Confidence in COVID-19 vaccine effectiveness and safety and its effect on vaccine uptake in Tanzania: A community-based cross-sectional study.

Mtei M, Mboya IB, Mgongo M, Manongi R, Amour C, Bilakwate JS, Nyaki AY, Ngocho J, Jonas N, Farah A, Amour M, Kalolo A, Kengia JT, Tinuga F, Ngalesoni F, Bakari AH, Kirakoya FB, Araya A, Kapologwe NA, Msuya SE

Hum Vaccin Immunother 19 (1) 2191576 [2023-12-31; online 2023-04-05]

COVID-19 is a major public health threat associated with increased disease burden, mortality, and economic loss to countries and communities. Safe and efficacious COVID-19 vaccines are key in halting and reversing the pandemic. Low confidence in vaccines has been one of the factors leading to hesitancy. We aimed to assess the COVID-19 vaccine confidence (safety and effectiveness), associated factors, and its effects on vaccine uptake among general community members in Tanzania. This was a community-based cross-sectional survey conducted from December 2021 to April 2022 in six regions of Tanzania mainland and two regions in Zanzibar. Participants were interviewed using an electronic questionnaire. Multiple logistic regression models estimated odds ratios (ORs) and 95% confidence interval (CI) for factors associated with vaccine confidence. All analyses were performed using SPSS version 25.0. The study enrolled 3470 general Tanzanian community members; their mean age was 40.3 (standard deviation ±14.9) years, and 34% were males. The proportion of COVID-19 vaccine confidence was 54.6%. Geographical region, residence area, COVID-19 disease risk perception, and good knowledge of COVID-19 vaccines were significantly associated with COVID-19 vaccine confidence. Confidence in COVID-19 vaccines was associated with over three times higher odds of vaccine uptake. Confidence in COVID-19 vaccines was low in Tanzania. Innovative community engagement strategies and region-specific interventions are needed to improve comprehensive knowledge and address community perceptions and attitudes toward COVID-19 vaccines.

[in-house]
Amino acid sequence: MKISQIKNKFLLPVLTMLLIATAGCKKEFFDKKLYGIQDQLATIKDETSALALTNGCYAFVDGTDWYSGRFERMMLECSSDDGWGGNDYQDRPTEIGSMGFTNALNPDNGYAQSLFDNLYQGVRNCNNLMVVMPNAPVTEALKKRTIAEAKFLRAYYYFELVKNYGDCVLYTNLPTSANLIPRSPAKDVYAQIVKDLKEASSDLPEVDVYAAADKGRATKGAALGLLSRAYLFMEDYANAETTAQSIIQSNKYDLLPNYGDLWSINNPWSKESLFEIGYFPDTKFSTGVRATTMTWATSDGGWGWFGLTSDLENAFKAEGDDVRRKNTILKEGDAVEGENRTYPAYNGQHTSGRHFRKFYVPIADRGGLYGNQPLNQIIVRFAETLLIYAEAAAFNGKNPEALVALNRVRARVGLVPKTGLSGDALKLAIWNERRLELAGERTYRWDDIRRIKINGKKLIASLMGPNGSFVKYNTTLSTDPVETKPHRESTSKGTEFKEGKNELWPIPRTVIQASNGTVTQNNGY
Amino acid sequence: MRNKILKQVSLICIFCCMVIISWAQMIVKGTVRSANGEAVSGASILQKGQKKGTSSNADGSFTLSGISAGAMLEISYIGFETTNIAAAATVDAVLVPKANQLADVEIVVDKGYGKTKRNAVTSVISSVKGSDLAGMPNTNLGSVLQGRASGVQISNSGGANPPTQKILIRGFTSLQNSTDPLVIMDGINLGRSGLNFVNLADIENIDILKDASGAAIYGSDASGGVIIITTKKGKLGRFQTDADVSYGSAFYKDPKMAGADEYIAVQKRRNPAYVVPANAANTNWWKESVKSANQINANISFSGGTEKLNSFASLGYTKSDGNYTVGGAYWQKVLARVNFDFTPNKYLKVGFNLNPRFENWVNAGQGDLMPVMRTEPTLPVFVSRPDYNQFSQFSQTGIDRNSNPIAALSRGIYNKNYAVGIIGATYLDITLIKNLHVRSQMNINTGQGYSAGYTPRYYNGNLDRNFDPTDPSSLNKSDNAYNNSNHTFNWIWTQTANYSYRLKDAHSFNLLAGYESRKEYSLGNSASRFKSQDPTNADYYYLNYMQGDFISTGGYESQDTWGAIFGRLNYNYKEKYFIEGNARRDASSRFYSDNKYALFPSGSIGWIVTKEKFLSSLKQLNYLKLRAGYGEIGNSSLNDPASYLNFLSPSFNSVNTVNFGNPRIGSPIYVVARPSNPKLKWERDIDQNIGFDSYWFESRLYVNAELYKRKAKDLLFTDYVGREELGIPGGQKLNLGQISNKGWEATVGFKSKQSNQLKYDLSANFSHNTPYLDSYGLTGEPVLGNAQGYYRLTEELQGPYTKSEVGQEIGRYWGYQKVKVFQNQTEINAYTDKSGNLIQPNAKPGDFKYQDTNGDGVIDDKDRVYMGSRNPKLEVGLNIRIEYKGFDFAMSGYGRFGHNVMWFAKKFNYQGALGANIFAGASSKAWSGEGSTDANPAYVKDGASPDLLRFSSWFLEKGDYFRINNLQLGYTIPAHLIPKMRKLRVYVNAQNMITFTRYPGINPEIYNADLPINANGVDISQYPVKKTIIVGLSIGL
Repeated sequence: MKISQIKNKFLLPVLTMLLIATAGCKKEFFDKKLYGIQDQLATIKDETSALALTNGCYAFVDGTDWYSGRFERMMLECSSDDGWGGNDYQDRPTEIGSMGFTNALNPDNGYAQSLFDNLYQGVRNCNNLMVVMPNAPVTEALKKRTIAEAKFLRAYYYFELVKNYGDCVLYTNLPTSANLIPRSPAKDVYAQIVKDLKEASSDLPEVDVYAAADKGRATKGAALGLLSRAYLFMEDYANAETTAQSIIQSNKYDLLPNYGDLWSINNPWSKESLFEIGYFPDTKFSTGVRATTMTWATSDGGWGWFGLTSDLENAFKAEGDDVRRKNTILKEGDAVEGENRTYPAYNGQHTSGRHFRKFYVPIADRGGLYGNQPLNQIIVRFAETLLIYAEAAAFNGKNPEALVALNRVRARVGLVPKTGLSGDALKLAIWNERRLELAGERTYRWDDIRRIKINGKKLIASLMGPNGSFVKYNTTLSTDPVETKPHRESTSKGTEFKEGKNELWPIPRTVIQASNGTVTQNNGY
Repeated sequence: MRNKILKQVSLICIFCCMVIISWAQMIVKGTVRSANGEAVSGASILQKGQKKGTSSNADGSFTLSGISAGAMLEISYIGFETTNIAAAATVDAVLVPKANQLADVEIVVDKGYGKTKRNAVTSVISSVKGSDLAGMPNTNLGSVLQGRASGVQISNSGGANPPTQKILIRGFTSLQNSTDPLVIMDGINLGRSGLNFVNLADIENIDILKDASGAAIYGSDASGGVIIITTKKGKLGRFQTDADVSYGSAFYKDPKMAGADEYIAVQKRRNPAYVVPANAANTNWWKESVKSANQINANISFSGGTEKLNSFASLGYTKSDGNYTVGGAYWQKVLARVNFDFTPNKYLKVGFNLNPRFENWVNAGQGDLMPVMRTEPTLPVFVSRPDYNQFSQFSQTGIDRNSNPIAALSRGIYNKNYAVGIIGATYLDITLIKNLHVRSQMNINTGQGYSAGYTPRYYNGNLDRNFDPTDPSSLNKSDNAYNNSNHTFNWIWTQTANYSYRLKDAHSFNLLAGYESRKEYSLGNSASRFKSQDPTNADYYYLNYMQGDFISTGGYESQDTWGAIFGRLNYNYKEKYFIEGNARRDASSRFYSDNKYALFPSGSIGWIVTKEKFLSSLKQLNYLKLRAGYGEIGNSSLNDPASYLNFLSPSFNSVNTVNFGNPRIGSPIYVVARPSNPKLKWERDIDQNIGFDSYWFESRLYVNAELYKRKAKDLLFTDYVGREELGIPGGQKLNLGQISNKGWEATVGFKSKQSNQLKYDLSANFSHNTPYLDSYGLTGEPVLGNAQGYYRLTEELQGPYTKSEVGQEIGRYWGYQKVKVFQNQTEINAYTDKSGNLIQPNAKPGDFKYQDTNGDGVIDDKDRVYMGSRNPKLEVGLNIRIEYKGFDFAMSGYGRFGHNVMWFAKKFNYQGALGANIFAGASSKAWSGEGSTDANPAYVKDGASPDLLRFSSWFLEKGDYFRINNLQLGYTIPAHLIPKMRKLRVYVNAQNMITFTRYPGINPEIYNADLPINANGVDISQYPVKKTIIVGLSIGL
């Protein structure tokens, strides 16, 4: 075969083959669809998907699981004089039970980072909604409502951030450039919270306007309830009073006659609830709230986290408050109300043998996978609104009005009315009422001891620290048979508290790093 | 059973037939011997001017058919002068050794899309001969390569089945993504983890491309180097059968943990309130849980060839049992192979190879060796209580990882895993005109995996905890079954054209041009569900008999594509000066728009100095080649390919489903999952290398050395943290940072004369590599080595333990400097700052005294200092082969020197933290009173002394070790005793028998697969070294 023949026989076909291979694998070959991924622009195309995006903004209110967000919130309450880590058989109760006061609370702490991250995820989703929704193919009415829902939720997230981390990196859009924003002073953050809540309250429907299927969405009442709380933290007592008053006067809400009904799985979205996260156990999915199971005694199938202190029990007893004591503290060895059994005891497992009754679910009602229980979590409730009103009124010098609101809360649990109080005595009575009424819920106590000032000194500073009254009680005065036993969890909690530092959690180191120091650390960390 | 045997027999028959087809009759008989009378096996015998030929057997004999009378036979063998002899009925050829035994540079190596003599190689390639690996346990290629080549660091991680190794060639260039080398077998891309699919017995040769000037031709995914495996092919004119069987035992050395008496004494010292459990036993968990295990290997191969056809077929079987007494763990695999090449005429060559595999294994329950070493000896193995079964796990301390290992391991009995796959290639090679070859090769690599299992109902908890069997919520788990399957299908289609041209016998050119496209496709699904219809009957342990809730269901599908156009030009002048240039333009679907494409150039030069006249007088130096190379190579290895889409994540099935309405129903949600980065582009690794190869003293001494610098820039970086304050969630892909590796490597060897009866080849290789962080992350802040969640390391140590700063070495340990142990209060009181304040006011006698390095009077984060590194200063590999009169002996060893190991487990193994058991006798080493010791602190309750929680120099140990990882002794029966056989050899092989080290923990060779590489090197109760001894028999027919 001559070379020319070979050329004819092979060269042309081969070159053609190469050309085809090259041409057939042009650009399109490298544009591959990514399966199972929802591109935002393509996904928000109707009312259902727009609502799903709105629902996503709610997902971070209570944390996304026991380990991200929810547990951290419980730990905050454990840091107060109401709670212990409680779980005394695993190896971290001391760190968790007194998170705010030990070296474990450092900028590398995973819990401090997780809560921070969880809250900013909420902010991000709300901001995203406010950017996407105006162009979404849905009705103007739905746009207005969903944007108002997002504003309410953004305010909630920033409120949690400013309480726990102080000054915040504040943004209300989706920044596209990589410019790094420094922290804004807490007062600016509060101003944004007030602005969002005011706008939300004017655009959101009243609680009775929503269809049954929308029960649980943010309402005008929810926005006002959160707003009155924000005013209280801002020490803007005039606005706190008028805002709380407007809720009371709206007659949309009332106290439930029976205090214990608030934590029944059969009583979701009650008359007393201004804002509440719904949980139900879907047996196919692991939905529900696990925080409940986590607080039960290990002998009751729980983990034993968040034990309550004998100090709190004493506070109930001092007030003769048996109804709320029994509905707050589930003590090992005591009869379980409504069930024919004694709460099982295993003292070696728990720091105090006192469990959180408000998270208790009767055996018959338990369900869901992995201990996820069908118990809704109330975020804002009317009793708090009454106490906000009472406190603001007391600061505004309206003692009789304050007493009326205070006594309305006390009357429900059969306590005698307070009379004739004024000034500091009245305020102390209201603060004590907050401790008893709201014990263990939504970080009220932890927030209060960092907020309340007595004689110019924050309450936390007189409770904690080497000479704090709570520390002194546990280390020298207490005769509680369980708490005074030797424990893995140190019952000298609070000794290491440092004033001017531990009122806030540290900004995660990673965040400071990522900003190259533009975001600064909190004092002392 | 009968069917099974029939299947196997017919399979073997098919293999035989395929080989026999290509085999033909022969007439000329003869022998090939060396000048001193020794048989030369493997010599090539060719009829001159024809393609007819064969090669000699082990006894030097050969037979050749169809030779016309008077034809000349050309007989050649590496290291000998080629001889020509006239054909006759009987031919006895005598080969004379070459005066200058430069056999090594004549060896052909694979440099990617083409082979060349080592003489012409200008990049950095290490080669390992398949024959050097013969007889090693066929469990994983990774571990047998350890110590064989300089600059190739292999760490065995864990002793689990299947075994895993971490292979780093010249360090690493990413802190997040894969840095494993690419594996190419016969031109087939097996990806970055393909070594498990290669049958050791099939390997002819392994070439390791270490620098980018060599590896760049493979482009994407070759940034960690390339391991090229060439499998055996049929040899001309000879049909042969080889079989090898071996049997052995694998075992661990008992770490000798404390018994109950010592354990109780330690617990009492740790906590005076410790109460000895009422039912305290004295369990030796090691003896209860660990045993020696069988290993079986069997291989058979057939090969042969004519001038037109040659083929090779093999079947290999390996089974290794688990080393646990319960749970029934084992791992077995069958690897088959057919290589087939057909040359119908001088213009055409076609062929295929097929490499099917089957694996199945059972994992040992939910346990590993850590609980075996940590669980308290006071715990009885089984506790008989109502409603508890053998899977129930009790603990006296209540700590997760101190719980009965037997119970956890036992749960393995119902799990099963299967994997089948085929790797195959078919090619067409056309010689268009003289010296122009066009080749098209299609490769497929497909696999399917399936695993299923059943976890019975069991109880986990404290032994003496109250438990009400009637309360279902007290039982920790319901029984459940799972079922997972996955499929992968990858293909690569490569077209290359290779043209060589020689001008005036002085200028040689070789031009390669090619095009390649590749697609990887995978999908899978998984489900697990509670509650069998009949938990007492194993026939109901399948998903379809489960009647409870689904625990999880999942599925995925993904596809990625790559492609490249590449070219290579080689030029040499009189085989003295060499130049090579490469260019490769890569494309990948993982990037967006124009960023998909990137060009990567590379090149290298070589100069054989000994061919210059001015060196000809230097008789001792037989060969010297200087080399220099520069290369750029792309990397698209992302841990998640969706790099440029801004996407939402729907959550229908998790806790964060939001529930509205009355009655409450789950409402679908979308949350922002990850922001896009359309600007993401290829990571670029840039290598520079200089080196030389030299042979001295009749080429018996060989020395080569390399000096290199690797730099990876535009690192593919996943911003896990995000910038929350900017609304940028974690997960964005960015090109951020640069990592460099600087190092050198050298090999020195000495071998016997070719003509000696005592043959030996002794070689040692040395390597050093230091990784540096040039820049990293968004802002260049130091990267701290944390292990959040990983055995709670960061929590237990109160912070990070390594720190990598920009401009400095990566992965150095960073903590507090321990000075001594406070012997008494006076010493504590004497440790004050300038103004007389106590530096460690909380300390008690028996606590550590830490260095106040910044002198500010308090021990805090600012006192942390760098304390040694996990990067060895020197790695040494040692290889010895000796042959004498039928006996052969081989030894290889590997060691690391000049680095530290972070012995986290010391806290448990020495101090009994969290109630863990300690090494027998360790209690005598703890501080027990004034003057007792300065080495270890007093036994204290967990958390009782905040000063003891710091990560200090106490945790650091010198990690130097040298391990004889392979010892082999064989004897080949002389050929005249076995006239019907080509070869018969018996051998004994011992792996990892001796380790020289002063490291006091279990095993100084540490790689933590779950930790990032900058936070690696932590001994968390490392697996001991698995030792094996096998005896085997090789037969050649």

Category: Health

Category: Vaccines

Type: Journal article

PubMed 37017234

DOI 10.1080/21645515.2023.2191576

Crossref 10.1080/21645515.2023.2191576

pmc: PMC10088920

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